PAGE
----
Cougars' football-stadium remodel nears debut


by Adam Lewis


Posted on July 5, 2012 at 8:44 AM

Updated Friday, Jul 6 at 3:30 PM

PULLMAN -- Time for Washington State University's economically obsolete Martin Stadium to catch up with the rest of the football yards of the suddenly wealthy Pac-12 Conference.

No strangers to facility improvements (see University of Oregon's Autzen Stadium), WSU athletic director Bill Moos and senior associate AD John Johnson flew cross-country in April 2011 to tour state-of-the-art stadiums in the Big 12 and SEC. Stops included Nebraska, LSU, Texas A&M and Texas Tech.

The trip solidified design of the $80 million project, the first phase of which will be seen this season -- an 88,000-square-foot upgrade on the south side of Martin Stadium.

"We tried to take the best of what we saw on the tour," Johnson said of the decision to build an enormous three-story structure atop the grandstand.  "We saw what worked and what didn't work and got feedback from the folks who run those facilities and what they would change."

The result: a new press box, three radio booths, a television booth and a game operations room. And most important -- 1,180 club seats.

"We included premium seating in this project, which is the bulk of what the space is," Johnson said.  "We have outdoor club seating. We have 42 four- and six-person loge boxes in that area that's outside but under cover, and then an 11,000-square-foot club room that has high-end concessions, beverages, etc."

The second level includes 21 luxury suites priced between $30,000 and $50,000 per year that seat from 12 and 24 patrons.  Suites are sold out for the 2012 season that begins with the Sept. 8 home opener against Eastern Washington. Meanwhile, WSU fans have purchased more than 700 club season tickets priced between $1,700 and $2,500 a year.  Those wanting to scoop up single-game tickets in the club section will need to throw down $300 per seat.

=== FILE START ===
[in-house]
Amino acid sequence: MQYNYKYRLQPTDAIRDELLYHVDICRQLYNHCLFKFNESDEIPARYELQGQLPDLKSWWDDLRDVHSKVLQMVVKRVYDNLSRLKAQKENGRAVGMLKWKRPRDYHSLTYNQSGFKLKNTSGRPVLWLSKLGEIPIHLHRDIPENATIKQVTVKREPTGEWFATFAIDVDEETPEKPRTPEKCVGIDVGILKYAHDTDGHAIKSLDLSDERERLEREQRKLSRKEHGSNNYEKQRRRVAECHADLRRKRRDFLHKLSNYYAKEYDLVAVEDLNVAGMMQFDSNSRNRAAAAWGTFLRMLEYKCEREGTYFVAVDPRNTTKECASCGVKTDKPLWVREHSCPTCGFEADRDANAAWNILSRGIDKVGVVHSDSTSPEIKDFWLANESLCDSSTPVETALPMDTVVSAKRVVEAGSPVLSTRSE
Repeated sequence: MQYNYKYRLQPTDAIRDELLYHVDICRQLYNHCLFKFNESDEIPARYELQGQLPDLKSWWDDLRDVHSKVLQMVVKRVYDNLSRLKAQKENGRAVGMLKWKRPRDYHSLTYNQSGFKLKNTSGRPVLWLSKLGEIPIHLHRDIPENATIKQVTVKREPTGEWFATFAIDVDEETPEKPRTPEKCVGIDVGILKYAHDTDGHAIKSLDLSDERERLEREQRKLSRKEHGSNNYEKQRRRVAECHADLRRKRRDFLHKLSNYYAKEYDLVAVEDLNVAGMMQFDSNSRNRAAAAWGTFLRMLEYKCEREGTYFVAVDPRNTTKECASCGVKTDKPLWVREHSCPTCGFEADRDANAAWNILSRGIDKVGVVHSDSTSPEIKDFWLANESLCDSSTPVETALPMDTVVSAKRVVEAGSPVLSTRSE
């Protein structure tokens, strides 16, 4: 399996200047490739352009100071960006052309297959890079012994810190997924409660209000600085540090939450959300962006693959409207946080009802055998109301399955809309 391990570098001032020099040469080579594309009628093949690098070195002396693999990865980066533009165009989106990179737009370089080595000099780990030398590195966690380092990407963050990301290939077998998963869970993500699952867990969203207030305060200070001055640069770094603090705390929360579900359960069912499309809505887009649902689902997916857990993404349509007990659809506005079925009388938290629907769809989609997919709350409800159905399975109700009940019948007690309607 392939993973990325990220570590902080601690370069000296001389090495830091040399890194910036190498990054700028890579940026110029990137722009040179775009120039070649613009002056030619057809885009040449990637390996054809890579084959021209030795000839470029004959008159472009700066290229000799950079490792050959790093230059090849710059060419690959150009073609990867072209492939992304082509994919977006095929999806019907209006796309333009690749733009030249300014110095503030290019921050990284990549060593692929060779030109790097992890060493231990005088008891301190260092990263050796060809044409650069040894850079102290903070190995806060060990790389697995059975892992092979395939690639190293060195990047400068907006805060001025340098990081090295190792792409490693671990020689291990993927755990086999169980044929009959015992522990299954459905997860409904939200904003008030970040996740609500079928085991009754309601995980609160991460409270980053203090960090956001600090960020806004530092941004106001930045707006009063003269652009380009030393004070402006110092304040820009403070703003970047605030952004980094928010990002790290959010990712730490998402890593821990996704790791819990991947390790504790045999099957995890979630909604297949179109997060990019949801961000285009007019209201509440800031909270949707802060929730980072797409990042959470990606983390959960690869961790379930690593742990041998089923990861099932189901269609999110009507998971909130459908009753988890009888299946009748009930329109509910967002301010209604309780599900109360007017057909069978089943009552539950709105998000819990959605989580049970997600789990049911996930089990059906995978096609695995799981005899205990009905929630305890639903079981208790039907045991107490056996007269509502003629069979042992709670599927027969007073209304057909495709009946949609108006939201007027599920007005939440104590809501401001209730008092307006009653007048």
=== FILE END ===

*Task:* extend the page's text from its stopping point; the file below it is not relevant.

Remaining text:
Designed by AECOM Technical Services and ALSC Architects of Spokane, the structure figures to dramatically affect Martin Stadium's atmosphere.  In 2003, Sports Illustrated ranked the venue among the Top 25 toughest places to play in the country.  According to Johnson, the stadium's location in the middle of campus creates a unique setting unlike any other campus in the country.

In other words, it might get loud.

"It encloses the stadium more," Johnson said. "I believe it will create more noise inside the stadium, more of a dynamic environment. It's already an intimate setting. It was always a very loud stadium anyways."

The "Southside Project" is still on time and under its $80 million budget.  A projected $15 million in leftover funds from the two-phase renovation will go toward a football operations facility dubbed the "West End Zone Project."   Johnson said the athletic department is still pushing through the development portion of the process but plans to have a design ready to present to the Board of Regents by fall.  Estimates for phase two have construction bonds priced around $65 million, putting the total cost of the Martin Stadium makeover around $125 million.